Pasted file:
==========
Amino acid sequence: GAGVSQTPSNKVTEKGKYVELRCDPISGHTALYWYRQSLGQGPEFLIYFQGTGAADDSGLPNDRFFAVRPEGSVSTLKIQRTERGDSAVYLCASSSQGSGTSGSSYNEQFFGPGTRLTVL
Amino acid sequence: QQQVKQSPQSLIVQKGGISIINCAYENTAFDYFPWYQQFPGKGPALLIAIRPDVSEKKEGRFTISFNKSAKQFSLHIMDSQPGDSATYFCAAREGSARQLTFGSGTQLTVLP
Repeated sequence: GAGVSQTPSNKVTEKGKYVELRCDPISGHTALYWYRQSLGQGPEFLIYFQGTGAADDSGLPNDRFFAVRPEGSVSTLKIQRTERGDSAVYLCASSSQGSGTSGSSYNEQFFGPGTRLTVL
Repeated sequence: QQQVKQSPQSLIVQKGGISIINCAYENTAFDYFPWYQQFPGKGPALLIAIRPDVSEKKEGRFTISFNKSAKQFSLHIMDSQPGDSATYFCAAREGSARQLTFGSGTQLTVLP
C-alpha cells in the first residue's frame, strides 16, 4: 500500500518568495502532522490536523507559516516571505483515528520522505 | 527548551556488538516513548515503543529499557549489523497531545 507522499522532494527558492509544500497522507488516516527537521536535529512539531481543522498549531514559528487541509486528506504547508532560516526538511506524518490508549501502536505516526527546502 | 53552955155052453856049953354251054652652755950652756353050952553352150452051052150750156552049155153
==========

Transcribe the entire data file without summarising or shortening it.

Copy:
Amino acid sequence: GAGVSQTPSNKVTEKGKYVELRCDPISGHTALYWYRQSLGQGPEFLIYFQGTGAADDSGLPNDRFFAVRPEGSVSTLKIQRTERGDSAVYLCASSSQGSGTSGSSYNEQFFGPGTRLTVL
Amino acid sequence: QQQVKQSPQSLIVQKGGISIINCAYENTAFDYFPWYQQFPGKGPALLIAIRPDVSEKKEGRFTISFNKSAKQFSLHIMDSQPGDSATYFCAAREGSARQLTFGSGTQLTVLP
Repeated sequence: GAGVSQTPSNKVTEKGKYVELRCDPISGHTALYWYRQSLGQGPEFLIYFQGTGAADDSGLPNDRFFAVRPEGSVSTLKIQRTERGDSAVYLCASSSQGSGTSGSSYNEQFFGPGTRLTVL
Repeated sequence: QQQVKQSPQSLIVQKGGISIINCAYENTAFDYFPWYQQFPGKGPALLIAIRPDVSEKKEGRFTISFNKSAKQFSLHIMDSQPGDSATYFCAAREGSARQLTFGSGTQLTVLP
C-alpha cells in the first residue's frame, strides 16, 4: 500500500518568495502532522490536523507559516516571505483515528520522505 | 527548551556488538516513548515503543529499557549489523497531545 507522499522532494527558492509544500497522507488516516527537521536535529512539531481543522498549531514559528487541509486528506504547508532560516526538511506524518490508549501502536505516526527546502 | 53552955155052453856049953354251054652652755950652756353050952553352150452051052150750156552049155153